Shorting the Yuan Is a Top Play for This Investor

(Bloomberg) -- China’s currency is bound for a steady grind lower as its officials oversee an orderly depreciation to support a slowing economy, according to a former Tudor Investment Corp. trader.

Shorting the yuan, is one of the biggest trades going for Brett Gillespie, who’s building macro funds at Ellerston Capital Ltd. after working at Tudor Investment Group for more than 11 years. He sees it slipping beyond the 7-per-dollar level that traders have focused on lately, taking it to the weakest since the earlier part of the global financial crisis.

Shorting the Yuan Is a Top Play for This Investor

“We’re positioned for dollar-CNH to go higher -- but we don’t think it’s going to be an explosive move,” Gillespie said in an interview Wednesday in his office in Sydney, using the currency ticker for the yuan traded offshore. Given Chinese authorities’ wariness about disorderly currency moves that rekindle worries about large capital outflows, the yuan is more likely to see a “grinding” move weaker, he said.

Shorting the Yuan Is a Top Play for This Investor

The onshore yuan traded at 6.9294 per dollar Friday, about 1 percentage point from 7. It rallied after the offshore currency jumped overnight on news that Presidents Donald Trump and Xi Jinping spoke by telephone, stoking optimism that the door is still open to trade talks.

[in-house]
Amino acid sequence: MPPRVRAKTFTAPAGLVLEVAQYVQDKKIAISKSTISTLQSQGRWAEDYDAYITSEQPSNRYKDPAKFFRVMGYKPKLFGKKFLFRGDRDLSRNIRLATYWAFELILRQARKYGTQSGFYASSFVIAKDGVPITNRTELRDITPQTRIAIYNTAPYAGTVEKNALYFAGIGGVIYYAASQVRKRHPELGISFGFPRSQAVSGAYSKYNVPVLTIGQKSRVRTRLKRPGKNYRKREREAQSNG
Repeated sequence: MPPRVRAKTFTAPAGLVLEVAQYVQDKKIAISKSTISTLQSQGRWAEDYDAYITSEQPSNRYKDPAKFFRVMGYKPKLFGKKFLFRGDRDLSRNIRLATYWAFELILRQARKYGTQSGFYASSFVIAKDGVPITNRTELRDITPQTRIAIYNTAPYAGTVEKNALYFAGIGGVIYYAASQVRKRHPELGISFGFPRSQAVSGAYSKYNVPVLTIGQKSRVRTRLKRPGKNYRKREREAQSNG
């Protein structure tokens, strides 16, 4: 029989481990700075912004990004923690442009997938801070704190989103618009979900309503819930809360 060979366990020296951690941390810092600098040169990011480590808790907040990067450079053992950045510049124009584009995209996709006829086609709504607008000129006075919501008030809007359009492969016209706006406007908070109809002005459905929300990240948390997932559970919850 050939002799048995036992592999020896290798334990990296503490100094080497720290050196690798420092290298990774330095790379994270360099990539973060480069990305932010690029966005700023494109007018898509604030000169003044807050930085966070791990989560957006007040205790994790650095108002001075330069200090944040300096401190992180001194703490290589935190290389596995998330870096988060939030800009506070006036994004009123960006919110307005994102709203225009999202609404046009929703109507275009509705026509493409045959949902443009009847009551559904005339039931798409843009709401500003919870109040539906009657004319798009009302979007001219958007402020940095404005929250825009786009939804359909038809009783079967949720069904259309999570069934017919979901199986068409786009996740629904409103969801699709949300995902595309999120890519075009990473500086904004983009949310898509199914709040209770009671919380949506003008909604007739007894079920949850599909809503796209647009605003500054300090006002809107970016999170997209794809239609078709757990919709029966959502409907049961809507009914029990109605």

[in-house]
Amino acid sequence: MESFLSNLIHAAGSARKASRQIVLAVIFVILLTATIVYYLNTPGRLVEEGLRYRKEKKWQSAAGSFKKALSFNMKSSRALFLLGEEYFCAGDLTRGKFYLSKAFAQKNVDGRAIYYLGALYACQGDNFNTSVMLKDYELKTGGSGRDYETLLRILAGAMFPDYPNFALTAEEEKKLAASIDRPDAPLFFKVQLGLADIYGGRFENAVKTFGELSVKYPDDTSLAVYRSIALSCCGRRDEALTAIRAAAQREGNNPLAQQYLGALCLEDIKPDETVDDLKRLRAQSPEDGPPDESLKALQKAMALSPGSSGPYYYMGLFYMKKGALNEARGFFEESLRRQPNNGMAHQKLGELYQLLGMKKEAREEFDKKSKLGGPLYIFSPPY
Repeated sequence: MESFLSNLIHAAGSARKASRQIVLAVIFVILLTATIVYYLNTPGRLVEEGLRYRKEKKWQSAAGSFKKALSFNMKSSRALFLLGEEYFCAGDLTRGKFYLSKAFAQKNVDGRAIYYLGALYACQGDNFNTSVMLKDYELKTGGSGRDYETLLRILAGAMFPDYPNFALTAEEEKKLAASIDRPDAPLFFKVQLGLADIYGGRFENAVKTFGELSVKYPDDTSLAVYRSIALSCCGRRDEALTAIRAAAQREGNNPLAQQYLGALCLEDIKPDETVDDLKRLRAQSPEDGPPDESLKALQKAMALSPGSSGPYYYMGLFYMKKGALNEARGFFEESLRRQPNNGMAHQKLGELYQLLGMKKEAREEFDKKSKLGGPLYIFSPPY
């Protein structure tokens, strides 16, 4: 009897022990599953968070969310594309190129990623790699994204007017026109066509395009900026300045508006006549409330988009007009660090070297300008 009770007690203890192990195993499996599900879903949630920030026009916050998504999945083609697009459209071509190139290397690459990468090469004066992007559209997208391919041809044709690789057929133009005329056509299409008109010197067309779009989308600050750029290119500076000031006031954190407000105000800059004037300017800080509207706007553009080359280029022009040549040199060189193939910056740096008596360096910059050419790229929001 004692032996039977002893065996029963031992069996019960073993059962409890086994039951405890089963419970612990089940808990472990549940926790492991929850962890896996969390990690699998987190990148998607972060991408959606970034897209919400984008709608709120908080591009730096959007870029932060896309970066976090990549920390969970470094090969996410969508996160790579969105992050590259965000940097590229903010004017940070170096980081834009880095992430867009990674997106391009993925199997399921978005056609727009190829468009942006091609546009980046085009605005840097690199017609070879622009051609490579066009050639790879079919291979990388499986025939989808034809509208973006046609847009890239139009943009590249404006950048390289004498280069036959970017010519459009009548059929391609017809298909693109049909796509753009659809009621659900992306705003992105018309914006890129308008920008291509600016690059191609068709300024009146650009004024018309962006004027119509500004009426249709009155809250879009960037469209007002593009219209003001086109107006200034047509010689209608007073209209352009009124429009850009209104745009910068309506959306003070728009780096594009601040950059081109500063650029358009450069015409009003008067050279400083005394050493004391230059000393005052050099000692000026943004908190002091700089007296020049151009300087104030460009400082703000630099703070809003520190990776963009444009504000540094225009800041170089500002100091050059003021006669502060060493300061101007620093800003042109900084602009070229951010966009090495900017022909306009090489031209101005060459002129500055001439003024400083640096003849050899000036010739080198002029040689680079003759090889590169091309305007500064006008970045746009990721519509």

Gillespie said he’s using options with trades structured to expire at the end of January to early February, a period when the next stage of U.S. trade sanctions may be in focus. While Gillespie said that options pricing suggests traders see a swift move toward 7.3 or 7.4 per dollar for the yuan if it passes 7, that’s unlikely in his view. “You get really cheap trades” for more modest declines past 7, he said.

Gillespie said U.S. Vice President Mike Pence’s Oct. 4 keynote speech criticizing China across security and economic fields loomed large in his outlook on relations between the world’s top two economies.

“That moved it from a trade war to a Cold War,” Gillespie said. “That might sound dramatic, but this is now a much more longer-term battle. The Chinese accepted that after the Pence speech.”

With China’s economy slowing and no trade deal likely to be in the offing, “they are going to try and let the currency help in this growth support,” said Gillespie, who manages about A$370 million ($262 million) across his funds.

“Seven is not a magic number -- it’s no longer that important,” he said. “What is important, is that the move is orderly and that you don’t create a dam-breaking type effect if you move through.”

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